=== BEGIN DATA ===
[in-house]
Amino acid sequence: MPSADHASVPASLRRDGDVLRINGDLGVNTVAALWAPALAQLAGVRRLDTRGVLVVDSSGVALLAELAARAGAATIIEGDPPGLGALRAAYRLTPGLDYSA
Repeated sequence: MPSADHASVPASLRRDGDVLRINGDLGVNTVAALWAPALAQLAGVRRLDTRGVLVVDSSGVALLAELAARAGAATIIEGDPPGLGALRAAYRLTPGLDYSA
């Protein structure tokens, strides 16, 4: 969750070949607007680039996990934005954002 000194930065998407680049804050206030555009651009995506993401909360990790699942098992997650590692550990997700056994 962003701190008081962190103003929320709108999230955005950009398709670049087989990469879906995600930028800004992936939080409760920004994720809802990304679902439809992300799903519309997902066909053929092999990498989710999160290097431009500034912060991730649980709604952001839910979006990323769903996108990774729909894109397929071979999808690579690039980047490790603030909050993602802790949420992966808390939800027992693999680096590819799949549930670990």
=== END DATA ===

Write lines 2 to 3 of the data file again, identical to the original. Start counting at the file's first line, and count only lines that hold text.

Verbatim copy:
Amino acid sequence: MPSADHASVPASLRRDGDVLRINGDLGVNTVAALWAPALAQLAGVRRLDTRGVLVVDSSGVALLAELAARAGAATIIEGDPPGLGALRAAYRLTPGLDYSA
Repeated sequence: MPSADHASVPASLRRDGDVLRINGDLGVNTVAALWAPALAQLAGVRRLDTRGVLVVDSSGVALLAELAARAGAATIIEGDPPGLGALRAAYRLTPGLDYSA